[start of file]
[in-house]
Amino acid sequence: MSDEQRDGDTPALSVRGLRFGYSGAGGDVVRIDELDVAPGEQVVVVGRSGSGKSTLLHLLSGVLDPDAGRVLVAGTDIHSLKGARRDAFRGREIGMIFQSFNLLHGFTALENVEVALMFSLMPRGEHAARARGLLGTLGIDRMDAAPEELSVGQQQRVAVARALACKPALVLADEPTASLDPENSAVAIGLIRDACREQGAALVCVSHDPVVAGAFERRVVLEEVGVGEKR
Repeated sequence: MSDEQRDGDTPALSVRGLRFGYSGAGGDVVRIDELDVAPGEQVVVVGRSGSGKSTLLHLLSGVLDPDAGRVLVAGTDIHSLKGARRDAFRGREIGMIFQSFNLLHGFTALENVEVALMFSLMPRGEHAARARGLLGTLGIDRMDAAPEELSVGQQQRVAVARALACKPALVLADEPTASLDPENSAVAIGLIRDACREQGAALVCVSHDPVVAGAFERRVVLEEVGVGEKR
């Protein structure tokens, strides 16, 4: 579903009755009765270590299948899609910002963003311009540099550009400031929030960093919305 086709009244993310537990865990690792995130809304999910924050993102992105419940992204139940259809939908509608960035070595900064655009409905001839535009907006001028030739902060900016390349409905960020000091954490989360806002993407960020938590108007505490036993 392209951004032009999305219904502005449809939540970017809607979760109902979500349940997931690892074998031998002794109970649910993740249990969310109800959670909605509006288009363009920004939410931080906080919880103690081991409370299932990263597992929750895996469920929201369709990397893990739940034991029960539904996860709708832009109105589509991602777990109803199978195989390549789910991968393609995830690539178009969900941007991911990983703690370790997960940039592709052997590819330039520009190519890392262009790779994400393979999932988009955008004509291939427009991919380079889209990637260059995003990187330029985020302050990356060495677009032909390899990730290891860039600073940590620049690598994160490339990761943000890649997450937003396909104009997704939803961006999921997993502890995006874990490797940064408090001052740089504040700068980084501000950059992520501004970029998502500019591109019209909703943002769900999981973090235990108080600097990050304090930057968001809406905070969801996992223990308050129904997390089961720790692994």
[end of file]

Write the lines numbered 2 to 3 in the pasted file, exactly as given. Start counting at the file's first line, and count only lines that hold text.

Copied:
Amino acid sequence: MSDEQRDGDTPALSVRGLRFGYSGAGGDVVRIDELDVAPGEQVVVVGRSGSGKSTLLHLLSGVLDPDAGRVLVAGTDIHSLKGARRDAFRGREIGMIFQSFNLLHGFTALENVEVALMFSLMPRGEHAARARGLLGTLGIDRMDAAPEELSVGQQQRVAVARALACKPALVLADEPTASLDPENSAVAIGLIRDACREQGAALVCVSHDPVVAGAFERRVVLEEVGVGEKR
Repeated sequence: MSDEQRDGDTPALSVRGLRFGYSGAGGDVVRIDELDVAPGEQVVVVGRSGSGKSTLLHLLSGVLDPDAGRVLVAGTDIHSLKGARRDAFRGREIGMIFQSFNLLHGFTALENVEVALMFSLMPRGEHAARARGLLGTLGIDRMDAAPEELSVGQQQRVAVARALACKPALVLADEPTASLDPENSAVAIGLIRDACREQGAALVCVSHDPVVAGAFERRVVLEEVGVGEKR